San Antonio Express, September 9, 1936

San Antonio Express

September 09, 1936

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Issue date: Wednesday, September 9, 1936

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Publication name: San Antonio Express

Location: San Antonio, Texas

Pages available: 453,591

Years available: 1865 - 1977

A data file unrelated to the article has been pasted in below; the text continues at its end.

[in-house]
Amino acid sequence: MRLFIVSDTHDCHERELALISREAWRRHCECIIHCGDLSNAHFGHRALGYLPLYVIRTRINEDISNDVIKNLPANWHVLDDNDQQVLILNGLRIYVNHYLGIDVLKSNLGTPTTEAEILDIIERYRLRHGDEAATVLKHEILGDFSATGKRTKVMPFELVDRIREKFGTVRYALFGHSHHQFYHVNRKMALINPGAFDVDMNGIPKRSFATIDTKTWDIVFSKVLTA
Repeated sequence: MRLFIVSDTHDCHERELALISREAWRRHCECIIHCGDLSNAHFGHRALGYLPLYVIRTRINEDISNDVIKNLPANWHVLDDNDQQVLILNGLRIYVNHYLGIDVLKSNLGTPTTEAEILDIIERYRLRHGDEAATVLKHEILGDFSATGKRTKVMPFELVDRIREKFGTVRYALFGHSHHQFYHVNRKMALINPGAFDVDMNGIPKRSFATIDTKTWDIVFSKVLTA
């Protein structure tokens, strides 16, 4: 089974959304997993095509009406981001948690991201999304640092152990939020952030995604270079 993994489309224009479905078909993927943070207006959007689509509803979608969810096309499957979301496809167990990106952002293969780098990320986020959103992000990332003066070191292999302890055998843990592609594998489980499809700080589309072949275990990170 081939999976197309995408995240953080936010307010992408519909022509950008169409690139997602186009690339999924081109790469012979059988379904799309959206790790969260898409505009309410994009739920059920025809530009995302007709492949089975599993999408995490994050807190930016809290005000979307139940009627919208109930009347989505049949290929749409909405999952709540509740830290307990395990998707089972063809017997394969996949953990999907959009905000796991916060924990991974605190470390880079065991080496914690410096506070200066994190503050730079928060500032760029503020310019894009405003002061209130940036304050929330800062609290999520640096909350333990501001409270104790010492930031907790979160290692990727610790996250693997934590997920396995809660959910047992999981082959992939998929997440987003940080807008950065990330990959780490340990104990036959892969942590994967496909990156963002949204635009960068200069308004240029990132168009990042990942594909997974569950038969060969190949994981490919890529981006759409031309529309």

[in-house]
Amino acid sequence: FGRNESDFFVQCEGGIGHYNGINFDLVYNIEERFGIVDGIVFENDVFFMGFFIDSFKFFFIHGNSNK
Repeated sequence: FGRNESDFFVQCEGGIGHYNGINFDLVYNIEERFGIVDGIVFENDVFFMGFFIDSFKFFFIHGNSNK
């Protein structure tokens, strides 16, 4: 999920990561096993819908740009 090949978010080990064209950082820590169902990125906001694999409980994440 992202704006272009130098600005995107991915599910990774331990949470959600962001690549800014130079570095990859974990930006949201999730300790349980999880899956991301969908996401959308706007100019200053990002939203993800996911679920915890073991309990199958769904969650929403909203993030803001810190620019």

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San Antonio Express (Newspaper) - September 9, 1936, San Antonio, Texas NEWS For more than 70 years San Antonio Dipress has been giving its the That la fim concern always. FEATURES to Antonio (or u u nrlcty. aad appreciate VOL. 253 SAN ANTONIO, TEXAS, WEDNESDAY MORNING, SEPTEMBER 9, 1936 -SIXTEEN PAGES PRICE 6 1865 the Texas Planning Board's first acts after it was appointed in 1935, was to draft a seven-point (later expanded to a nine-point) program for long- range conservation, development and use of the State's resources. Third on that schedule was "con- servation and proper utilization of the surface and underground water-resources." Evidently the planners considered water next after public health and the land, as the most valuable item of Texas' wealth. That estimate is well-founded: water is as essential to the State's life as the blood- stream is to the human body. Consequently the Board's assign- ment to its Water Resources Com- i mittee is vitally important. fHAT GROUP headed by Chairman John A. Norris, State Board of Water Engineers has begun its work. Water-conservation is a labor of generations, but progress is being achieved. In any event the indis- pensable fact-finding upon which to base a long-range program has been resumed. For some years past the State aid from the United States Geological been measuring the Texas stream-flow and have surveyed underground water-re- sources. Those labors have been handicapped by a lack of funds; therefore, when the planners ob- tained from the Government for resuming that work, they served the cause usefully. Surveys are under way in typical areas all over the State, including 70 South Texas counties. When that task shall be completed, the engineers will possess 'data for comprehensive underground-water map of all Texas. That will be something new and useful. 'A S Chairman Norris explains, Weather Bureau records show Texas' average rainfall at 26 inches (375 million Only 35 million acre feet (about 9 per cent) runs off in the streams. "It is easy to see that a vast amount of water is left in underground reservoirs When the State grows it will become necessary to find out where all this water is, how much there is, how much is recoverable and how much can be drawn out annually without harmfully depleting the supply." To collect all that infor- mation mainly through small- bore drilling is the task em- braced in the undei-ground survey. The underground water map will indicate in what areas irrigation districts may be established, where industrial centers may be devel- oped and where cities may be1 built with assurance that the water- supply never will give out. At the same time the planners are con- cerned with the conservation, con- trol, distribution and use of sur- face water through terraces, di- version and check dams, small dams in creeks and larger dams in rivers, lakes and reservoirs, I IKE most South Texas com- munity, county and -regional expositions this year, Hallettsville Free Thursday and running through Sunday has been enlarged to mark the Cen- tennial. Recognizing the unusual significance of the event, Repre- sentative Mansfield and President Walton of Texas A. and M. Col- lege will deliver addresses. Three neighbor cities will send bands to furnish music for the four-day program. Cuero's widely-known Turkey Trot Band, Yorktown's Cowboy Band and the Yoakum High School Band will give con- certs, march in the parade and take part in the pageants and tournaments. Homecoming, Cen- tennial, Firemen's and Children's Days will be featured. On Friday Dr. Walton will unveil a monu- ment to the heroes of the Confed- eracy. MOST CITIES for a hundred miles or so around will par- ticipate in the opening parade and the historical pageants. The chil- dren will have their own parade on Saturday. Music, a hose-laying competition and athletics will mark the firemen's participation on Sunday. The agricultural exhibits will be drawn from flour- ishing farms in Lavaca and adjoin- ing region in which the chicken-and-egg business, tur- key-raising, dairying, truck-grow- ing, vineyards and fig orchards are highly developed. As at other fairs, the community exhibits will be kept intact and conspicuously displayed. That method of creat- ing neighborhood spirit is proving effective all over Texas. IE OF DISTROST OF ROOSEVELT Whether It Will Reach Coast And Mountain States By November Doubtful FIGHT ELSEWHERE Far West Never Learns What It's All About Until Months Too Late David Lawrence begins today a series of five dispatches summariz- ing conclusions reached after his visit to 13 States In the Rocky Mountain and Pacific Coast re- gions. Mr. Lawrence plans to visit the New England States next and then the Central West, covering 40 out of the 48 States before elec- .tlon day. By David Lawrence (Copyright. 1836, San Antonio Express) CHICAGO, Sept. a tide running against the New Deal. It is no insignificant tide. It rep- resents the return of Republicans to the Republican party from their 1933 resentment against Hoover and it represents the defection of a number of Jeffersonian Demo- crats who do not like the New Deal. It will mean reduced ma- jorities everywhere for Roosevelt. But whether the. tide is suffi- cient to give Landon these 13 Western States in the -electoral college of 1936, or merely reflects a trend that will reach a climax with a Republican Congress in 1938 is the real question. My own feeling- is that the tide is not stronge enough as yet in these Western States to lose for Roose- velt the electoral votes of this region, although I realize that I visited the Rocky Mountain and Pacific Coast sections much ear- lier than I have ever before in presidential campaign years. Usually Behind East. It Is characteristic of the Far West and Rocky Mountain States that they do not get the waves of opinion held in the East until months and months after contro- versies have reached their height in the East. Perhaps the differ- ence in time and distance may account somewhat for It, but even economic waves do not touch the Pacific Coast as quickly they do the Middle West or the East. Significantly enough, I did not find a single Western State In which the Republicans privately conceded that they were beaten. They would always admit that, if the election were held today, they might lose out, but they had defi- nite convictions about the possi- ble outcome in November. Expect October Change. Upon analysis, I found that the Republican leaders, talking off the record, were depending'either on Lemke-Coughlin votes or Townsend votes or the split-up in the Democratic party due to Stato fights, but they had also an abid- ing confidence that a tide would begin to roll by October which would swing their States into the Republican column by narrow mar- gins. On the Democratic side, I found considerably more uneawiness than I expected. Thus, one Democratic chieftain in a Western State told me early In July that he expected Roosevelt to carry that State by. as against a 1932 majority of about but when I return- ed to the same State in August, my same informant told me he thought the State would be rather and by that he meant or either way. What had happened in the In- terim? Well, the lines were be- ginning to crystalize in local pri- mary contests, and this revealed the reaction of voters .that it was not possible to determine before. Polls Catch Eye I found a considerable interest in the informal polls almost every- where, such as those taken by the American Institute of Public Opin- ion and the Literary Digest, but somehow these polls do not ex- plain the trends and the reasons for the shifts in the sample bal- lots. This can be ascertained only by talking to the well-informed men on both sides who are them- selves canvassing voters all the time through .their organizations. A. reporter who can gain the con- fidence of these leaders and who Is conscientious in reporting ob- jectively what he finds will dis- cover in the present trends much that the.polls cannot, in the very nature of things, reveal. For often the contest Jn a state is between gro'ups of voters or between dif- ferent section of the same state. I derived the general impression that politics is not quite as hot In the Far West as in the Middle West or East, that the anti-Roose- velt senyment of the Rocky Moun- tain and Pacific Coast regions is by no means as Intense as in the Continued on Page 3, Column 8. Weather Man Sez "Cloudy' Ban Antonio and vicinity: Partly cloudy with gentle to moderate south- erly winds. Texts: Partly cloudy Wednesday and Thursday. Gentle to moderate south- erly winds on the coast. Hourly Temperatures. San Antonio, Tex., Sept. 7-8, 1938. Sp.m.......... 81 8 a.m.......... 73 19 9 a.m.......... 75 lOp.m.......... 78 10 a.m.......... 79 llp.m.......... 77 11 a.m.......... 83 12Mldnlght---- 78 12NOOH........ 88 1 a.m.......... 75 1 p.m.......... 88 2 a.m.......... 75 2 p.m.......... 90 3 a.m.......... 75 3 p.m.......... 92 4 a.m.......... 74 4 p.m.......... 93 Sa.m.......... 74 Sp.m.......... 91 6a.m........., 73 8 p.m.......... 88 7 a.m.......... 73 7 p.m.......... 87 New Deal's Straw Wolf Topples Over By Ray Tucker WASHINGTON, Sept. 8. Pat predictions that leaders of busl- and industry would curtail expansion and expenditures until after the November election so as to prejudice the payroll voter against the New Deal are not borne out even by New Dealers' inquiries. Two great Industries which wholly dislike Roosevelt are lead- Ing the- recovery making no political along the road. Responding to demands, several steel corporations have not waited until after Nov. 3 to an- nounce plans for millions of dol- lars' worth of new plant construc- tion. The public utilities weekly broadcast new records of produc- tion, and are vying with TVA and REA in reaching out for hitherto untapped markets. These indus- tries' demands have awakened those two drowsy tion and railroading. This resumption of activity cuts two ways, politically. The Lan- donites argue that natural forces "American way of could not be dammed up even by the New Deal. But President Roosevelt's October speeches will hall all this progress as a direct result of New Deal policies which "we planned." LANDON WILL Plans to Give Address In Portland Saturday Night (By Associated TOPEKA, Kans., Sept. a surprise announcement, Gov. Alf M. Landon said tonight he would go to Maine "to participate in the first fighting repudiation" of the New Deal by closing the State Re- publican campaign with a Port- land speech Saturday night. A brief one-sentence statement told the Republican candidate's plan and automatically cancelled, at least for the time being, a na- tipnal of young Repub- licans scheduled here Friday. Pre- vious statements had projected a Mid-West farm tour late this month as the next major campaign swing. "I am going to Landon said, "to help rededlcate that state to the good government for whlqh it has always stood and to partici- pate in the first fighting repudia- tion at the polls of the kind of government this country has had for the last three years." Maine's election day, the first in the union, is Monday, Sept. 14, The presidential nominee's an- nouncement was telephoned from the governor's mansion, where Landon spent the afternoon, to E. Ross Hartley, his press representa- tive. The Portland speech will be broadcast over the red network of the National Broadcasting Sys- tem, but the time of its delivery was not set. Itinernry Sketched Aides sketched this Itinerary for the trip: Landon will leave Topeka Thurs- day night on the regular Santa Fe train at p. m. (C. S. T.) ar- riving In Chicago Friday morning, he will take a New York Central train to New York City and there board a special train for the New England trip. En route through Massachusetts, the nominee will make a" few rear platform appearances. Plans for the return trip were not yet avail- able. Before .his Maine trip was an- nounced, newsmen had been noti- fied that an Important development might be forthcoming. During the day, the executive committee of the Republican National Committee discussed campaign etrategy In Chi- cago and John D. M. Hamilton, National Chairman, forecast the Republicans would carry Maine "all down the line in excess of Advisers were not able to say immediately whether Landon would confer with Herbert-Hoover during the trip. The Governor said re- cently that he "hoped" to see the former President on Hoover's way home from an Eastern trip. The unexpected Maine announce- ment was, issued Just before Landon attended a circus performance with newsmen. 49 Today. Tomorrow the Kansan will cele- brate the 49th anniversary of his birth ir West Middlesex, Pa. Aides said that unless it was elderberry favorite of the special celebration of his birthday had been arranged. Mrs. Landon ana the nominee's three children were in Estes Park, Col. Only the Governor and his 79-year-old father, John M. Lan- Continued on Pagre 3, Column 1. CHILDREN PICKET MILWAUKEE WOMAN (By Aitoclitid Prni) MILWAUKEE, Sept. Edward Uhlar, noticing that a grrup of children had started a bonfire on vacant property near her home, routed the children and put out the'fire. Then the youngsters, aged 8 to 14, returned to parade in front of her home bearing that read "Unfair to Children." SOVIET AND HITLER PREPARE PEOPLES Russia Holds War Games In Ukraine While Nazis Stir-Up Hate BIG SHOTTODAY Germans to Hear Fuehrer Expound Ideas On Kultur (By Atsoelitxi praii) MINSK. Russia, Sept. So- viet mustered troops on the "White Russia" frontier tonight for an- nual war games which, admittedly, were a pointed answer to German animosity. While thousands of Hitler youth paraded through the streets of Numbers, Germany, reading signs which called the Communists "World Enemy No. the Rus- sian high command Inveighed against "the Fascist The military maneuvers were ar- ranged to work out problems of protecting the western territory ot the U. S. S. R., particularly the Ukraine and the area contiguous to Poland's eastern frontier.' Here, where the ranking Com- munist military strategists ure as- sembled preparatory to the open- ins: of the sham warfare, troops will practice in a region roughly half way between Moscow and Ber- lin. Four of the five marshals of the Red army arrived, the only ab- sentee being Gen. Vaslle K. Bluech- er, commander of the Far East- ern forces. Talks for Germany Marshal Klementi E. Vorcshiloff, commissar of war and navy, breathed defiance of any aggres- sion against Russia. "We have enemies within ami outside our he declared. "We can deal with the numerical small internal enemies. "Bu't at the same time, the Fas- cist enemy is prepared to attack us from the outside. Let him prepare. We were ready long ago to resist him." The Soviet press warned the army was ready to meet any threat and hailed it as the strongest in the- world.. The maneuvers will be highly mechanized, and will focus atten- tion on air strength. Military ob- servers, from Czechoslovakia, Great Britain and France arrived to watch the war games. Russia Says It's Tlciulr MOSCOW, Sept. warnings that "the specter of Avar, is approaching nearer and resounded in the Soviet press to- njght as the Red AYmy marched midway between Berlin and Mos- cow in maneuvers along the Pol- ish frontier. The Moscow press boasted the Soviets were able to protect the fatherland. The Pravda. said. "The ominous specter of war Is approaching nearer and nearer. The danger is too real for one to confine -it to resolutions and oral demonstrations. One must fight actively for peace." The real problems of the army maneuvers began tonight at the same time as residents ot cities throughout the Ukraine took part in chemical air defense maneuvers. M. Coloded, chairman of the council of Peoples' Commissars in "White speaking before Marshal Klem_entl E. Voroshlloff, Commissar of War and Navy, said at Minsk: "We want Voroshlloff to inform the commissars and Stalin that White Russia which formerly was an oppressed region of Russian czarism has now been converted into the best of republics with so- cialist labor. We assure them that the frontiers of our republic are firmly locked and the keys to that lock we hand to Stalin and Voro- shiloff. Only according to their orders shall we open our frontier." Hitler .Sounds Olf NURNBERG, Germany, Sept 8. Chancellor Adolf Hitler tonight proclaimed his restoration rf "full arms sovereignty" to the German nation during the last year. Der Fuehrer's assertion was con- tained In a three-minute speech made before hundreds of thousands of cheering Nazis gathered in Nurn- berg for their annual party con- vention. Everywhere were placards term- Ing Bolshevism "world enemy No. as the Relchsfuehrer worked over his first important speech scheduled to be delivered at 8 p. m. Wednesday. Its subject, it was given out, vould be 'Culture." Said Hitler today, during brief ceremonies at the city hall where he was presented with a four- Continued on Page 3, Column 2. TINY PIECE OF STEEL BROKEN BY HAMMER BLOW KILLS MAN (By l LOS ANGELES, Sept. S.- A tiny piece of steel broken by a ham- mer blow that gave It bullet-like force killed Alfred Santos, garage proprietor, today. The steel, about the, size ot a dime, struck Santos near the heart, levering a large vein. He died in a police ambulance. Officers said the accident occurred while San- tos' helper was hammering on an atucmoblle axel. IN ALCAZAR SILENT, PORTUGAL BLASTHIIUTINY French Radical Strikers De- mand Aid For Brethren In Spain BASQUES-PRESSED Offer of Surrender of San Sebastian Refused By Rebels (By Allocated Presi) TOLEDO, Spain, Sept. guns within the besciged rebel fort- tress, the Alcazar, were stilled to- night for the first time since the seigc opened July 20. Heavy bombardment by govern- ment artillery apparently had driv- en the rebels from their gun 1m- placements in the towers and win- dows of the historic structure. Since dawn Tuesday not a single shot had answered the heavy can- noadlng. Despite the apparently hopeless situation of the besieged men. women and children, government attackers watched in vain for a white flag. Those within apparently were banking on a last hope of rebel forces breaking through the gov- ernment lines surrounding the city and rescuing them. Although machine gun detach- ments and GOO militiamen armed with hand grenades awaited orders to etorm the Alcazar, the govern- ment preferred to continue bom- bardment rather than rush the fortress. Three walls showed great gaps where the ponderous masonry had crumbled under the long bombard- ment. Portuguese Kcbcls Put Doun LISBON, Portugal, Sept. government clamped military con- trol on Lisbon tonight after quick- ly nipping revolts on two naval vessels In the Tagus HIver harbor off Lisbon. The capital itself was calm as was the countryside, reports said. Six mutinous members of the crews were killsd and nine injured before the government disabled the vessels and beached them, ar- resting their crews. Attempted revolts occurred on the destroyer Dao and the sloop Alfonso de Albuquerque. As soon as those on shore were awnre of the mutinies, the gov- ernment land batteries Altoduque and Almada trained their guns on the ships, speedily disabling the ships and pounding the crews into submission. Towed to shore the crews were thrown into jails as authorities worked to learn whether the mu- tinies had any far-reaching rami- fications. News Censored Rigid censorship delayed com- plete reports on the rebellion and whether the incidents were con- nected with the civil war in neighboring Spain. The Madrid government has ac- cused Portugal of aiding the Span- ish Fascist rebels, and Lisbon to- night had not yet unconditionally accepted a place on the neutrality body scheduled to sit in London Wednesday. Extraordinary precautions were taken by the government in Lis- bon as the sound of the firing died away. Both the war vessels concerned carried four 4.7-inch guns. The Doa displaces tons, and the stoop tons. Strong guards were placed around all ministries In Lisbon. Witnessing the bombardments were the British stertmers Asturias and Strathmore, carrying several Wilder Democrats Trail InWashington Primary, Johnson Wins Colorado Democrats for Muzzling Press At University (By Atitclatttf Prni) FORT WORTH, Tex., Sept. The Democratic state convention tonight rejected a resolution re- questing of the University of Texas to lift faculty censorship Imposed on the student newspaper, the Dally Texan. In the second big controversy of night session, it voted, 520 to 333, against a majority report of the resolutions committee favor- ins the resolution. Proponents of the resolution charged the censorship set a dan- gerous precedent, threatened free speech and a free press and stifled proper development of students. Opponents argued that the re- gents were charged with responsi- bility of managing the school and its internal problems should be left to their solution. The resolution was sponsored by Senator-elect Franklin Spears of San Antonio, Representative Albert Continued on Page 3. Column 6. Toronto Family Told Chil- dren Wil! Be Kidnaped If They Compete (By Anocliled Press) TORONTO, Sept. Grazl- ano said tonight that he and his wife may forego their claim that their nine children make them eligible for the Millar "baby will" contest, because of anonymous threats against the children. Two letters have been received in the past few days warning that their children will be kidnaped on the way to school unless they with- draw from the contest, he declared. "I think more of my children than ot any amount of he said. Graziano ha.s asked for police protection and takes his five young- sters of school age to and from school four times a day, When Mrs. Graziano, the French- Canadian mother, was lying in St. Michael's Hospital following birth of n child Aug. 11, tlie first threat- ening letter, written In Italian, was received. The other two letters have been in English and in different hand- writing. Threats against the Grazianos are the second reported over the Millar will marathon. Mrs. Grace Sagnato, another contender, recent- ly said she was warned by letter and telephone that she would never touch any rf the prize money un- less she settled with "certain par- ties." Charles Vance Millar, millionaire lawyer, left to the Toron- to mother who bore the most chil- dren In the 10 years following his 'death. The time limit is up on Oct. 31, 1936. Continued on Page 3. Column 4. HEADS SERVICE Joseph E. Murphy, Punished By Morgenthau, To Act As Secret Service Chief